Where are you most likely to hear the following sentence, “No, I can’t, my plate is full.”
Most will pick “a”, as the idea of actually saying “no” at work or in other situations in our lives is unfathomable. Say ‘no” at work? Say “no” at my child’s school? Say “no” to the family? C’mon!
Ponder this for a moment: “No” is sometimes the best answer.
Why do we have such an adverse reaction to saying no? Because team players, go-to individuals, employees with “can do” attitudes, and those who get ahead never say no…or do they?
- Don’t have time to do
- Don’t have the resources to do
- Don’t want to do / don’t know how to do
- Are given because no one else wants to do them
- Are given because we never say no
The bullet points above can lead to stress, resentment, feeling put upon…you get the picture. Negative outcomes. No one looks or performs their best when they feel these things.
Stress and resentment make tempers short, lowers your immune system and kicks morale into the basement. Such feelings can also lead to the very outcomes we try to avoid: disappointing people, avoiding the guilt that can come with saying no, not being seen as the team player/can-do person, or suffering imagined consequences.
Remember, we are talking about saying no when it is appropriate to do so. Despite your good intentions, you will not be seen as “can do” if you truly can’t deliver what is being asked or deliver it late, or have to retreat from a commitment.
- Say no and yes at the same time. Say no to the original request and then offer something else that will help the requestor out. What can you do? Offer an alternative: “Wanda might be able to help you. She’s great with Excel.” or “I can’t go to lunch but let’s walk to the train together tonight and you can ask your questions then.”
- Say it without equivocation or a flurry of excuses or long explanations. Your reasons for saying no are, in the mind of the person making the request, rarely as legitimate as their request. “No, I can’t. I have plans.” “No, I can’t, I’m under a deadline.” Then stop talking! A pause on your part will often urge the other person to move on.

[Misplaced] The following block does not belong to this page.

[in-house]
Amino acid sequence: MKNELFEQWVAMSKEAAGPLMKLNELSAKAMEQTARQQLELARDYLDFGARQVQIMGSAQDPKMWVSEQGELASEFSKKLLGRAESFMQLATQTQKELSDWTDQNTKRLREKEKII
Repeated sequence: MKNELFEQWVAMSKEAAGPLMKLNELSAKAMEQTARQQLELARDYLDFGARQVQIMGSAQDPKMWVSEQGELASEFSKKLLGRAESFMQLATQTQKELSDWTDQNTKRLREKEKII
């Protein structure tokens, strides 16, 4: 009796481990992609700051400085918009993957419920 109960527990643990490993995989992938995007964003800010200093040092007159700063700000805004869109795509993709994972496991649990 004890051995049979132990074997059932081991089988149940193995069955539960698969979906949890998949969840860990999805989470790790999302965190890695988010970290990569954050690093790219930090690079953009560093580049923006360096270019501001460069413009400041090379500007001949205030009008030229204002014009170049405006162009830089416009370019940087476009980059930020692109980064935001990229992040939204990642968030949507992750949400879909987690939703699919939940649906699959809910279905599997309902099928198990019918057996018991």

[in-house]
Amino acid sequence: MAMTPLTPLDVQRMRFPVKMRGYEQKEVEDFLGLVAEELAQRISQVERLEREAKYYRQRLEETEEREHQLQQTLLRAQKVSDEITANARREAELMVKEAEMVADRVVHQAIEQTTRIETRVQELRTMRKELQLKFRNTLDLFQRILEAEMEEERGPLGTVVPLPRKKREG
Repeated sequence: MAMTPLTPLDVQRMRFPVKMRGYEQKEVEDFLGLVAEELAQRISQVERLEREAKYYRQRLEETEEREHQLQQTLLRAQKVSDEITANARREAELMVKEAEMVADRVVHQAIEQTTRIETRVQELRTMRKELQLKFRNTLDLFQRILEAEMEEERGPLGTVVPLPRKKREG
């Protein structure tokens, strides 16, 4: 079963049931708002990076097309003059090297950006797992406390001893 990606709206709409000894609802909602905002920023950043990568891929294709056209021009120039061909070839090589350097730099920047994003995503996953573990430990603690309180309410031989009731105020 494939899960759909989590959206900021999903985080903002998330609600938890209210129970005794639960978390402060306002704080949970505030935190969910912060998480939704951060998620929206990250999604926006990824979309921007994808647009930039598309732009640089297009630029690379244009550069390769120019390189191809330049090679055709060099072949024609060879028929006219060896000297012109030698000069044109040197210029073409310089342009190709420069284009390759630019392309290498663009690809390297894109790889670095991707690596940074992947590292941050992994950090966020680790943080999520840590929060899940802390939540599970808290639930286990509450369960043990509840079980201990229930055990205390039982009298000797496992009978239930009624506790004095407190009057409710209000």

- Stop volunteering for low profile, no-one-else-will-do-it assignments. It’s not your responsibility to solve someone else’s need for volunteers. Keep your hand down!
How do you know when to say no? Previous posts on this blog have talked about gaining self-awareness, pursuing goals and making plans for development. Evaluating a request by the benefits it can bring you is important and strategic. If you say yes to everything hoping it will bring you visibility and/or development, you may find yourself working on a dead-end project, or swamped with commitments just when the opportunity you’ve been waiting for comes along. Remember, it is easier to say no when you have a direction / goal / strategy.
Successful people don’t say yes to everything. They have a strategy. Do you? They know time and energy are limited resources. They want to use their time and energy to best advantage. Two articles, “When to Say No in Business.” (Claire Shipman and Kathy Kay) and How to Say “No” by Saying “Yes” (Patricia Fripp) offer good questions to ask yourself when presented with a request you are ambivalent about.
- How does this request benefit me?
- Will saying yes make a difference in my career?
- Will I have this opportunity again?
- How do I feel when I think of saying yes?
- How will this affect my work/life balance?
- Do I really want to do this?
The fear of negative career consequences may cause us to say yes to requests where no is the better answer. If we say yes because we believe “no” will have a negative impact on our career, even though we don’t have the time / skills necessary to generate the best result, think again. Saying no can strengthen your reputation as someone who delivers or says “no” when we can’t! What career consequence will result if we come up short or late or have to pull out halfway through? Be realistic, not reactive.
What if our plates are full but we really want to do what is being requested? Again, be realistic. Are you willing to make the sacrifices necessary? Do you want to do this thing because you should or because you really want to?
Warren Buffett is quoted as saying, “The difference between successful people and very successful people is that very successful people say ‘no’ to almost everything.” I’m not saying to go that far. I’m saying “no” can be a positive, powerful, and appropriate response.
Just as you know to say no when someone tries to add another dollop of sweet potatoes to your plate at Thanksgiving, know when to say no at work. You and the work will be better for it.